Marathon MR1F fiber-optic ratio thermometer measures temperature in hot, hostile en-vironments; in high electromagnetic fields; and in other difficult applica-tions where the line of sight to the target may be obscured. The MR1F consists of a small, rugged optical head; a field-replaceable, fiber-optic cable; and a separate electronics enclosure with built-in user interface. Proprietary signal processing electronics support advanced features such as remote sensor set-up, real-time display of target temperature, and field-calibration software.
Raytek Corp., Box 1820, Santa Cruz, CA 95061, FAX (408) 458-1239.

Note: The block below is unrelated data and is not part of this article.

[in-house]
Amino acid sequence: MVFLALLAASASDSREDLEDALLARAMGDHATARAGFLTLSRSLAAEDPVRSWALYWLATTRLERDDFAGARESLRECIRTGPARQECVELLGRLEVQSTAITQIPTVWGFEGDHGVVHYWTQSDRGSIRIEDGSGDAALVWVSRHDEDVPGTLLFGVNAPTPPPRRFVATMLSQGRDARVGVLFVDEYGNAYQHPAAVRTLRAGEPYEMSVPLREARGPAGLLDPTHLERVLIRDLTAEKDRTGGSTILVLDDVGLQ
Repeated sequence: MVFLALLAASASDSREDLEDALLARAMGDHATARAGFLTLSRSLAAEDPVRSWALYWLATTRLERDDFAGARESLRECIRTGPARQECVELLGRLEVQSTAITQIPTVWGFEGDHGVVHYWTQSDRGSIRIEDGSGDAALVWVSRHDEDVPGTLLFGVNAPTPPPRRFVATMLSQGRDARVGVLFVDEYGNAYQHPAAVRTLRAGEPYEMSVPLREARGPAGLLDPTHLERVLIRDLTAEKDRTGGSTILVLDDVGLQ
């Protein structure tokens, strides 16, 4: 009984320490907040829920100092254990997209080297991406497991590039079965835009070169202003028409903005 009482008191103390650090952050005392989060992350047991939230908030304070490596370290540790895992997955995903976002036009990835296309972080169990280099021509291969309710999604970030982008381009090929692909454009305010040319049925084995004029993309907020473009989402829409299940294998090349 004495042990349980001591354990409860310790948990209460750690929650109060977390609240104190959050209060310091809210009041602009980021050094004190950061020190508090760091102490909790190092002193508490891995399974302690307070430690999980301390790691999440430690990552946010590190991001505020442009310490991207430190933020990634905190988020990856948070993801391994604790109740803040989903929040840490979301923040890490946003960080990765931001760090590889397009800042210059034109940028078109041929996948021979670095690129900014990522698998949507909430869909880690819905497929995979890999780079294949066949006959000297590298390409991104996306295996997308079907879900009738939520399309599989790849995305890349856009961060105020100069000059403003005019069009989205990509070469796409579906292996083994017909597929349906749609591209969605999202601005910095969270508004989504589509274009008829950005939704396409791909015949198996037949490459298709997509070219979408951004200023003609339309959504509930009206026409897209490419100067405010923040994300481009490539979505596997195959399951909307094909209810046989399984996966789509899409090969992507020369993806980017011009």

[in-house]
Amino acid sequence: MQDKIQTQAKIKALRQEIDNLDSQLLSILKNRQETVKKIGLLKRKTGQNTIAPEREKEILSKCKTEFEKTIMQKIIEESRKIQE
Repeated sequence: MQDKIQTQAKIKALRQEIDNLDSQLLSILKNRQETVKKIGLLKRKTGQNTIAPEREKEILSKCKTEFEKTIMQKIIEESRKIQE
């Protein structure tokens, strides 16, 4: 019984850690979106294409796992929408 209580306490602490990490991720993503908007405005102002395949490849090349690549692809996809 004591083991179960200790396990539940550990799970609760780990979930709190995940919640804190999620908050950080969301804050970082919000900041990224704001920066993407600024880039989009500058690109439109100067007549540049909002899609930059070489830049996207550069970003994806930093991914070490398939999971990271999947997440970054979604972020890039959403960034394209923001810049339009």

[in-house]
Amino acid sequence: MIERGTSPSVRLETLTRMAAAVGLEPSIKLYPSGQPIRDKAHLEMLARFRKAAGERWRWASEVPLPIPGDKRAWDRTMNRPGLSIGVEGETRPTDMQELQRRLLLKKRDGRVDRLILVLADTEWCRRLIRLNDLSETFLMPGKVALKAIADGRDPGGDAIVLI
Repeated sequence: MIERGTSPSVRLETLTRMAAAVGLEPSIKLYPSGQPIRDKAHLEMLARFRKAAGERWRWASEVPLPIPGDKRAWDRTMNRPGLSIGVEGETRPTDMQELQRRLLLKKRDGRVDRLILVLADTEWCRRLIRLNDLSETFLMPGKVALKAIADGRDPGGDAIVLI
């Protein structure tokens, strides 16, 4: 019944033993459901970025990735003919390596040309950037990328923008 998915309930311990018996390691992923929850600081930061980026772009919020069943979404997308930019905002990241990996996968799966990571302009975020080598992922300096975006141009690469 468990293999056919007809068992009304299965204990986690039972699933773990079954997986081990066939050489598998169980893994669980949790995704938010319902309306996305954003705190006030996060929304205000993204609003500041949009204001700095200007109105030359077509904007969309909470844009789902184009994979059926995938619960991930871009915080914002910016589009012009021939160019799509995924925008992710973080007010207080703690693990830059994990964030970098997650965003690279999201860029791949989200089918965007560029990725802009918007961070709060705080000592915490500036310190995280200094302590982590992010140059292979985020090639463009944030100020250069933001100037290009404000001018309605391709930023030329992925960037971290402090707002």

For industrial control applications, or even a simple assembly line, that machine can go almost 24/7 without a break. But what happens when the task is a little more complex? That’s where the “smart” machine would come in. The smart machine is one that has some simple (or complex in some cases) processing capability to be able to adapt to changing conditions. Such machines are suited for a host of applications, including automotive, aerospace, defense, medical, computers and electronics, telecommunications, consumer goods, and so on. This discussion will examine what’s possible with smart machines, and what tradeoffs need to be made to implement such a solution.